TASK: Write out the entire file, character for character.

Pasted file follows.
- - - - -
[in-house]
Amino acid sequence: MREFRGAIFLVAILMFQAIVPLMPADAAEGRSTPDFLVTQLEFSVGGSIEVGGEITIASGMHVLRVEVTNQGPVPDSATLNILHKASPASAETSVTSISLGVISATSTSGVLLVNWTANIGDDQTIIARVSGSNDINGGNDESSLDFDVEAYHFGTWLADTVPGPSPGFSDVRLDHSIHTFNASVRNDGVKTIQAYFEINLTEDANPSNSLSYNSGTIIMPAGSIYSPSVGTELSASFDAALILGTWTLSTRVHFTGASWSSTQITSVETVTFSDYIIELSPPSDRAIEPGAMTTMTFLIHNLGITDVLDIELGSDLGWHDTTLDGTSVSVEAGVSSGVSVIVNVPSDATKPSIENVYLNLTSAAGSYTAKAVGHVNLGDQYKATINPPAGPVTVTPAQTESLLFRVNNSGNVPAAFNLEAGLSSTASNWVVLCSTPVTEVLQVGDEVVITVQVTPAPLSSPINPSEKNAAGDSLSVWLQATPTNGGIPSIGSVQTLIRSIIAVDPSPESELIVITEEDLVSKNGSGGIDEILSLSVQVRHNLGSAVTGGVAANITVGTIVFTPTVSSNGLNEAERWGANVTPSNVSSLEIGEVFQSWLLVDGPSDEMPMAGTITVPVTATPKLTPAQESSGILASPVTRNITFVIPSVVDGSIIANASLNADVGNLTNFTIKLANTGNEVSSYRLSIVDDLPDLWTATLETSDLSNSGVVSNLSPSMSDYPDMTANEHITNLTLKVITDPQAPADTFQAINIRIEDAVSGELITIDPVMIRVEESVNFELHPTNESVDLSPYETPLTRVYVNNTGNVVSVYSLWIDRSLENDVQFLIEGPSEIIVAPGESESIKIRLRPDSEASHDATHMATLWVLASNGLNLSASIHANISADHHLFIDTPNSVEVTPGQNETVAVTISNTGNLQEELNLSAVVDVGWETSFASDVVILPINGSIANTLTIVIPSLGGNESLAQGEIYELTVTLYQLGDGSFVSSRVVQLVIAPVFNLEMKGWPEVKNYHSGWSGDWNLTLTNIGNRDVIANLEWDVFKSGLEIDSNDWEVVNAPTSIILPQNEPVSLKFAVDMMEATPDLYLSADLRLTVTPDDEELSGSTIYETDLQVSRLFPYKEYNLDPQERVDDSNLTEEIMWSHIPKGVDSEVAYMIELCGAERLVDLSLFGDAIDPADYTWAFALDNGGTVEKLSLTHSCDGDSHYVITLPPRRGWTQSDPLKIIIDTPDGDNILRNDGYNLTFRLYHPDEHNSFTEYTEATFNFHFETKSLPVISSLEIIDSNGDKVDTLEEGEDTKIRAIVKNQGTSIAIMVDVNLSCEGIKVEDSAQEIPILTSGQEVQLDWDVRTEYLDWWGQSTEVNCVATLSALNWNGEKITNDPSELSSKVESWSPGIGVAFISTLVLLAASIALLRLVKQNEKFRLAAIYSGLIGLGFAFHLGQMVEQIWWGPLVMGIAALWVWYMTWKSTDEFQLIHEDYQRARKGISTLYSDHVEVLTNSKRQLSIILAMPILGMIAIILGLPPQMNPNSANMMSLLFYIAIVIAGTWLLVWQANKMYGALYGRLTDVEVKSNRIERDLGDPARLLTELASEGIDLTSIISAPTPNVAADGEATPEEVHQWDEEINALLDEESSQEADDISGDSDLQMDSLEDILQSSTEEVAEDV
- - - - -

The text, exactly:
[in-house]
Amino acid sequence: MREFRGAIFLVAILMFQAIVPLMPADAAEGRSTPDFLVTQLEFSVGGSIEVGGEITIASGMHVLRVEVTNQGPVPDSATLNILHKASPASAETSVTSISLGVISATSTSGVLLVNWTANIGDDQTIIARVSGSNDINGGNDESSLDFDVEAYHFGTWLADTVPGPSPGFSDVRLDHSIHTFNASVRNDGVKTIQAYFEINLTEDANPSNSLSYNSGTIIMPAGSIYSPSVGTELSASFDAALILGTWTLSTRVHFTGASWSSTQITSVETVTFSDYIIELSPPSDRAIEPGAMTTMTFLIHNLGITDVLDIELGSDLGWHDTTLDGTSVSVEAGVSSGVSVIVNVPSDATKPSIENVYLNLTSAAGSYTAKAVGHVNLGDQYKATINPPAGPVTVTPAQTESLLFRVNNSGNVPAAFNLEAGLSSTASNWVVLCSTPVTEVLQVGDEVVITVQVTPAPLSSPINPSEKNAAGDSLSVWLQATPTNGGIPSIGSVQTLIRSIIAVDPSPESELIVITEEDLVSKNGSGGIDEILSLSVQVRHNLGSAVTGGVAANITVGTIVFTPTVSSNGLNEAERWGANVTPSNVSSLEIGEVFQSWLLVDGPSDEMPMAGTITVPVTATPKLTPAQESSGILASPVTRNITFVIPSVVDGSIIANASLNADVGNLTNFTIKLANTGNEVSSYRLSIVDDLPDLWTATLETSDLSNSGVVSNLSPSMSDYPDMTANEHITNLTLKVITDPQAPADTFQAINIRIEDAVSGELITIDPVMIRVEESVNFELHPTNESVDLSPYETPLTRVYVNNTGNVVSVYSLWIDRSLENDVQFLIEGPSEIIVAPGESESIKIRLRPDSEASHDATHMATLWVLASNGLNLSASIHANISADHHLFIDTPNSVEVTPGQNETVAVTISNTGNLQEELNLSAVVDVGWETSFASDVVILPINGSIANTLTIVIPSLGGNESLAQGEIYELTVTLYQLGDGSFVSSRVVQLVIAPVFNLEMKGWPEVKNYHSGWSGDWNLTLTNIGNRDVIANLEWDVFKSGLEIDSNDWEVVNAPTSIILPQNEPVSLKFAVDMMEATPDLYLSADLRLTVTPDDEELSGSTIYETDLQVSRLFPYKEYNLDPQERVDDSNLTEEIMWSHIPKGVDSEVAYMIELCGAERLVDLSLFGDAIDPADYTWAFALDNGGTVEKLSLTHSCDGDSHYVITLPPRRGWTQSDPLKIIIDTPDGDNILRNDGYNLTFRLYHPDEHNSFTEYTEATFNFHFETKSLPVISSLEIIDSNGDKVDTLEEGEDTKIRAIVKNQGTSIAIMVDVNLSCEGIKVEDSAQEIPILTSGQEVQLDWDVRTEYLDWWGQSTEVNCVATLSALNWNGEKITNDPSELSSKVESWSPGIGVAFISTLVLLAASIALLRLVKQNEKFRLAAIYSGLIGLGFAFHLGQMVEQIWWGPLVMGIAALWVWYMTWKSTDEFQLIHEDYQRARKGISTLYSDHVEVLTNSKRQLSIILAMPILGMIAIILGLPPQMNPNSANMMSLLFYIAIVIAGTWLLVWQANKMYGALYGRLTDVEVKSNRIERDLGDPARLLTELASEGIDLTSIISAPTPNVAADGEATPEEVHQWDEEINALLDEESSQEADDISGDSDLQMDSLEDILQSSTEEVAEDV